Three panel members lied. Will CAAF dismiss findings?

On 6 December 2016, the Court of Appeals for the Armed Forces (CAAF) heard oral argument in the Army case United States v. Commisso.  Sergeant First Class (SFC) Commisso was convicted by a general court-martial composed of officer members, of abusive sexual contact, indecent viewing, indecent recording, indecent broadcasting, violating a lawful general regulation, obstructing justice, and making a false official statement, in violation of Articles 120, 120c, 92, 134, and 107, UCMJ. The members acquitted SFC Commisso of three specifications of rape. SFC Commisso was sentenced to confinement for one year, reduction to E-1, and a bad-conduct discharge.  During voir dire, the panel members were asked several questions.  One set of those questions focused on whether the members had any prior knowledge of the facts in SFC Commisso’s case.  All of the panel members answered negatively.  However, part of the way through the court-martial, three of the panel members realized that they had heard some of the facts of the case when they attended a Sexual Assault Review Board (SARB) meeting prior to the trial.  The three panel members did not inform the judge or the counsel of their prior knowledge.  After the court-martial was over, the SFC Commisso’s defense counsel discovered that the three panel members had prior knowledge of the case and moved for a mistrial.  The military judge denied the motion stating that the three panel members informed him that they did not remember any of the specifics in SFC Commisso’s case.  SFC Commisso appealed to the Army Court of Criminal Appeals (ACCA).  The ACCA set aside the convictions of violating a lawful general regulation and making a false official statement, but otherwise affirmed the findings and the sentence without any discussion of the issue regarding the three panel members.  The CAAF will now review this issue and determine whether the rest of the findings and sentence should be set aside due to the panel member issue.  It is interesting that ACCA held that this was a fair trial because recently ACCA has held that a military judge erred in not recusing himself in a line of cases when he had prior knowledge of the facts (even though the judge clearly did not remember the specifics of the case).  See my prior blog about these decisions with this link .  Even more recently, in this line of cases, ACCA reviewed United States v. Keen.  In that case, the military judge had previously served as the chief of military justice and PFC Keen’s case had been listed on a case tracker that the military judge had viewed in his prior position.  However, the military judge submitted an affidavit to ACCA stating that he did not remember the case at all when he served as the judge.  Regardless, ACCA decided that the military judge erred in not recusing himself from the court-martial.  It is difficult to reconcile the holding in Keen with that in Commisso.  If ACCA found that PFC Keen did not receive a fair trial because the military judge had heard some of the facts previously and did not remember them, then why is it different for the three panel members who had prior knowledge?  It will be interesting to learn how CAAF rules in this case.  If you or a loved one is facing a court-martial or wants to appeal one, you need someone who is apprised of the latest case law.  I am apprised of the latest and I have a great deal of experience in trying court-martials and appealing them to both the service appellate courts and to CAAF.  Call today and we will talk through your case.   To speak to an experienced court-martial and military defense attorney, call Bill Cassara at 706-860-5769 for a free consultation.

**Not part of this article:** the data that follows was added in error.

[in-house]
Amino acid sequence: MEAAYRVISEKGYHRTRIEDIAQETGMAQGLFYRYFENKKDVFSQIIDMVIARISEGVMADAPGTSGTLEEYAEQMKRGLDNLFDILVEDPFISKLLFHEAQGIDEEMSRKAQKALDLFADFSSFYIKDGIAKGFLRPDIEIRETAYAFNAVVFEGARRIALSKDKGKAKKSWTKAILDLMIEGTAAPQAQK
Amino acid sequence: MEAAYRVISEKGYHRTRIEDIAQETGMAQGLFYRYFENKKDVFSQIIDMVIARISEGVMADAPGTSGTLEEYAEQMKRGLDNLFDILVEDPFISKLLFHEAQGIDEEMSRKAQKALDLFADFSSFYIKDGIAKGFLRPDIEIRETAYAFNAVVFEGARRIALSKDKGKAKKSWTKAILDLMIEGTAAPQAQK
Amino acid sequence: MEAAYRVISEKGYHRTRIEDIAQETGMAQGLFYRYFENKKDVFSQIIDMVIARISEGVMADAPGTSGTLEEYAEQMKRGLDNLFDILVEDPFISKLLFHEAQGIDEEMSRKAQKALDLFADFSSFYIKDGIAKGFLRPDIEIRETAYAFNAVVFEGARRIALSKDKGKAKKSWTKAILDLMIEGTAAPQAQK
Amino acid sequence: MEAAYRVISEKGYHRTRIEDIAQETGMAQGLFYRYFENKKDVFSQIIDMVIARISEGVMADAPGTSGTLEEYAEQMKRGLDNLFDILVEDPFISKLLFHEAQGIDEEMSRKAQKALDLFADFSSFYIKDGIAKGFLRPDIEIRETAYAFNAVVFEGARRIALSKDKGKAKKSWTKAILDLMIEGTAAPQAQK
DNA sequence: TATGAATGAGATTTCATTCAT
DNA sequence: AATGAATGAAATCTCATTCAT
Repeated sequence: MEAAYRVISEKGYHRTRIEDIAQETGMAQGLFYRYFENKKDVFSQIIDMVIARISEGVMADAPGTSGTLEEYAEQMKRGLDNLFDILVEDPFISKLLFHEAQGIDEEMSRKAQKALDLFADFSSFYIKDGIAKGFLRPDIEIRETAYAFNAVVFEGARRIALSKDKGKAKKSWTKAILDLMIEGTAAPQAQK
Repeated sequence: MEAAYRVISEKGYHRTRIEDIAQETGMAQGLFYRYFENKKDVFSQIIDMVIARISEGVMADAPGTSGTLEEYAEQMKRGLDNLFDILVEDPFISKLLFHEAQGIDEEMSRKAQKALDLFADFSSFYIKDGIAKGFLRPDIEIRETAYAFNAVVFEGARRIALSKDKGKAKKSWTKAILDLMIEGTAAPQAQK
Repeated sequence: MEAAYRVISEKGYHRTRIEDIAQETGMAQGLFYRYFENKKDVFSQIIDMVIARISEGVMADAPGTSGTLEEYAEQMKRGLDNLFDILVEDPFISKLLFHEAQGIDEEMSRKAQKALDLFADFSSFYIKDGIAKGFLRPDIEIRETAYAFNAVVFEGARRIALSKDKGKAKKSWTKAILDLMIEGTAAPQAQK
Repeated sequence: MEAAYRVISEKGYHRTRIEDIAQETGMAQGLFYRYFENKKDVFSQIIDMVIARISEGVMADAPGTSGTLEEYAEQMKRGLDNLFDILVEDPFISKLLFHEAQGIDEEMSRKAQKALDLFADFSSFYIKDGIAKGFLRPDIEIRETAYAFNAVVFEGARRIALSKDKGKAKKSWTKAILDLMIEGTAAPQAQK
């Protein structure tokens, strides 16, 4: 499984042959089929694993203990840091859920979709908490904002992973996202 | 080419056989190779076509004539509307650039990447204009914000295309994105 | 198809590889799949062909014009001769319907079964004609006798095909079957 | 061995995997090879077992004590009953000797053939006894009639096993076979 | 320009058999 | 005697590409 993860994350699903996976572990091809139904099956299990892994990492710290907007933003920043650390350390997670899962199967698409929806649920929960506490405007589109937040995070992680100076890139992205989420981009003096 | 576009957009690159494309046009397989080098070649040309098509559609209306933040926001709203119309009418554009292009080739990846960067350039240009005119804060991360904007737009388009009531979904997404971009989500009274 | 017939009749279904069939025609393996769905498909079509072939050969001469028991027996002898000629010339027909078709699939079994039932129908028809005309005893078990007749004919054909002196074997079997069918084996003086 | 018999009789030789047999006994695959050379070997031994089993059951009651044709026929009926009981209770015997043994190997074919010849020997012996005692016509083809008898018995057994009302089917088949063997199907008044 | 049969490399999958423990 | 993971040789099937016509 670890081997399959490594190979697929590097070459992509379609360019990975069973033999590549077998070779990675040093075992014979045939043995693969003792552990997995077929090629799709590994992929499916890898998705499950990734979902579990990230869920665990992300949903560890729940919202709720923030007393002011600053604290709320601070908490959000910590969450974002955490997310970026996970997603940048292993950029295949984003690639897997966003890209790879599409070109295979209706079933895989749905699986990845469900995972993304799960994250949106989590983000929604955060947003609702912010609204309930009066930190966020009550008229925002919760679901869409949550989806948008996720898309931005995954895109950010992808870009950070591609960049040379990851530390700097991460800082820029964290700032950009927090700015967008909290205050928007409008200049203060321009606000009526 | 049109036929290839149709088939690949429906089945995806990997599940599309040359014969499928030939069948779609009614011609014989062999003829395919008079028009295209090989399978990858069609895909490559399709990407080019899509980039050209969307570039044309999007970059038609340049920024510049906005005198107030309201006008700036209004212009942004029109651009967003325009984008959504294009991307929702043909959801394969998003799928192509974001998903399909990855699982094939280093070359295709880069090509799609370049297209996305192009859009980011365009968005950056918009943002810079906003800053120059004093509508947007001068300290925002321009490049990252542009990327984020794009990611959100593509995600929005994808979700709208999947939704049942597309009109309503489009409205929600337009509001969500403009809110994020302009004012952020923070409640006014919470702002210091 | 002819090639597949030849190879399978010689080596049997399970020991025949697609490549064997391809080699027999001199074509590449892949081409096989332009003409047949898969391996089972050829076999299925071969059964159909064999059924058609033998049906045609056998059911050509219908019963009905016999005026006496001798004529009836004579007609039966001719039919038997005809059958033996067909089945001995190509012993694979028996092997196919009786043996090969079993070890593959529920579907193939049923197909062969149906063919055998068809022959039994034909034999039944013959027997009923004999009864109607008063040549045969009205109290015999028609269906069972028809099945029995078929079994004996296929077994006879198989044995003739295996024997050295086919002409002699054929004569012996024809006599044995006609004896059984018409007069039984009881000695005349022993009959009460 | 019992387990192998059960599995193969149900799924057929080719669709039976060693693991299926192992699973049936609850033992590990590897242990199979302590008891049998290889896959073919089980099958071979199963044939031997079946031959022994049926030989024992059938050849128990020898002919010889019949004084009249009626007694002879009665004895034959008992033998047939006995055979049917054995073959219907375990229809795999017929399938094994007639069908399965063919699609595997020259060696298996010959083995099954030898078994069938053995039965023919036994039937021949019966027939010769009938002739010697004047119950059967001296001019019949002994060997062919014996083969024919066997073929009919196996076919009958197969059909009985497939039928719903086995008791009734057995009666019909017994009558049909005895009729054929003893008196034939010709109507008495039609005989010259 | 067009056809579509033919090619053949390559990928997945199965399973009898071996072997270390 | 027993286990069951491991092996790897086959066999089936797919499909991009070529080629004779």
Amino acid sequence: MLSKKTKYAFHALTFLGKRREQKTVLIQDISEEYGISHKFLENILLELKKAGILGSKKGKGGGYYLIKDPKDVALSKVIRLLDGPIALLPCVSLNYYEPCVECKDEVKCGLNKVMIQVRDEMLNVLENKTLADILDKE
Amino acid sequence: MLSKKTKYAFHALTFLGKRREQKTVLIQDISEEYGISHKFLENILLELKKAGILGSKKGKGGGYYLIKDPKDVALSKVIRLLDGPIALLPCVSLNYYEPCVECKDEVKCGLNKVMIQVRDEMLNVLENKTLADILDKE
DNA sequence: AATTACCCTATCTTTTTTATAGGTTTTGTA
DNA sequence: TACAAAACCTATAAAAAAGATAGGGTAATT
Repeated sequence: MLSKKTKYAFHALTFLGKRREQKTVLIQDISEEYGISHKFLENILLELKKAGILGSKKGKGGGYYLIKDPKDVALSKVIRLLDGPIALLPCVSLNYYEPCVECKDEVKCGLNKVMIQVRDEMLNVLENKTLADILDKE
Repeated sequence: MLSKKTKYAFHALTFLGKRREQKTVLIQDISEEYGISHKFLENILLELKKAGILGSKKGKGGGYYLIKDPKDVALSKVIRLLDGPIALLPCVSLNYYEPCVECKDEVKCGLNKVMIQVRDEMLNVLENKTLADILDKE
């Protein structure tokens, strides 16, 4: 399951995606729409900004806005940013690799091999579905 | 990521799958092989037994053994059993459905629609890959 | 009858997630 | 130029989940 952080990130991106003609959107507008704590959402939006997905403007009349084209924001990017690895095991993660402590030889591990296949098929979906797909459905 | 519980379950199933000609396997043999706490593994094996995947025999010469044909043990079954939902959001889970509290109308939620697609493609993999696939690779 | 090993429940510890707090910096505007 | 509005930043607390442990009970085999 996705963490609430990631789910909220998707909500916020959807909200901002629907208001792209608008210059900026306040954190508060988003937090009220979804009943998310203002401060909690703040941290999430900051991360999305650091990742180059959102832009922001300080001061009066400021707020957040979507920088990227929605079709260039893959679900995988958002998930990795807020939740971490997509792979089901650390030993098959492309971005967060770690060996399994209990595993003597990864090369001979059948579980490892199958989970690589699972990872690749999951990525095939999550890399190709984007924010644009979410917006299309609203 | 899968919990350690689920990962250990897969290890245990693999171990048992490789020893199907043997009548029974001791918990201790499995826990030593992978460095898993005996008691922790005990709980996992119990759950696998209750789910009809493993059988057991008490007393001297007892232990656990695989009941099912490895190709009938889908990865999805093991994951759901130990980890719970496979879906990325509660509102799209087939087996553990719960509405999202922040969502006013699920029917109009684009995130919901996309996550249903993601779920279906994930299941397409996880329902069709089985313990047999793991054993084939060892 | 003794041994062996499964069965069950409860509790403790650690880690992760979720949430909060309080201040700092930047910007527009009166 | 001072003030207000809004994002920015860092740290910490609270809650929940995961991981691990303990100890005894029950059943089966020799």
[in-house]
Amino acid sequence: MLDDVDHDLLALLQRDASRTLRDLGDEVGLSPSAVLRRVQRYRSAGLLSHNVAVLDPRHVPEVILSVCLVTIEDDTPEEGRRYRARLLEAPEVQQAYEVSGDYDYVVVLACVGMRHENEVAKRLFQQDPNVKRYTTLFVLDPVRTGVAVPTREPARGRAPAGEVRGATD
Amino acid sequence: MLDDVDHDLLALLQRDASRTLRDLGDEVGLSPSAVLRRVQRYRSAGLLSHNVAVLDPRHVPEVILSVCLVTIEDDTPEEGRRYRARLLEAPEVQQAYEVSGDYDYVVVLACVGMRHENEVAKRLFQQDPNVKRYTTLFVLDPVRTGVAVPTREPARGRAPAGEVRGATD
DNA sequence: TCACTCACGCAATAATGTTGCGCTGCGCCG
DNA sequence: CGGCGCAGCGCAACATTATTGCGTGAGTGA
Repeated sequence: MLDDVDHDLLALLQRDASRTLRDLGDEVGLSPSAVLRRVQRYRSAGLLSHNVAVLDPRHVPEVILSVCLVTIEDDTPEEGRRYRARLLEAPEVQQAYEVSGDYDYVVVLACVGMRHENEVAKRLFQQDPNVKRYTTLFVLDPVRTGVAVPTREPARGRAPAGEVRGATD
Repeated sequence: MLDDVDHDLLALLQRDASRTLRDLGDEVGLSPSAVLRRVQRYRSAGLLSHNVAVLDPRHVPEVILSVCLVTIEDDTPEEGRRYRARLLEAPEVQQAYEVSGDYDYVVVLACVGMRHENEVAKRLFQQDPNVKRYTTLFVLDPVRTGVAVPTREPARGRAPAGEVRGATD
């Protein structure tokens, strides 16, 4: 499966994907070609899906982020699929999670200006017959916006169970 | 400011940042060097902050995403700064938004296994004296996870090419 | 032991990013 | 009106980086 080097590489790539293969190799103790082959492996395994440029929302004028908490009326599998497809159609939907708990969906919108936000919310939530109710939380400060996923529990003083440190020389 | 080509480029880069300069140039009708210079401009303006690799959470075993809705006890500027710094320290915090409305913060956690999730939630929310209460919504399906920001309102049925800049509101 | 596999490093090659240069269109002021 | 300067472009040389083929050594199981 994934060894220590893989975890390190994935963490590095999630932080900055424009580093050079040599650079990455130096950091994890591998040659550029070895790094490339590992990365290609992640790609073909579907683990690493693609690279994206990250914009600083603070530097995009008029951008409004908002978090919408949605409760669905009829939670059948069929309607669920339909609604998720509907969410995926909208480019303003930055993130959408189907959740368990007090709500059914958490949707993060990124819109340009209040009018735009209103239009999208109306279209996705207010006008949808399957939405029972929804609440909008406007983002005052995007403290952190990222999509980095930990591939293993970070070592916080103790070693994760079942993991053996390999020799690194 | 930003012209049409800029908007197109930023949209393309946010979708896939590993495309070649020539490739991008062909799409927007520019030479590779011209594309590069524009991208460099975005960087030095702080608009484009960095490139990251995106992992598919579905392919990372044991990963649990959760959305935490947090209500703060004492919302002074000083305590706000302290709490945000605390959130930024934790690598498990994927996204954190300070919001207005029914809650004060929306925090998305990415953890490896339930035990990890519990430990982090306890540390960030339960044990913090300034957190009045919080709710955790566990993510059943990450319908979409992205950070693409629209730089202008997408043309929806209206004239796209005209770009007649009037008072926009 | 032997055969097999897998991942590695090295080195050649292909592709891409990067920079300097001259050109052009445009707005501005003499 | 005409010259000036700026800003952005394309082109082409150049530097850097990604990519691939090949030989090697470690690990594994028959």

William E. Cassara- Military Law Attorney

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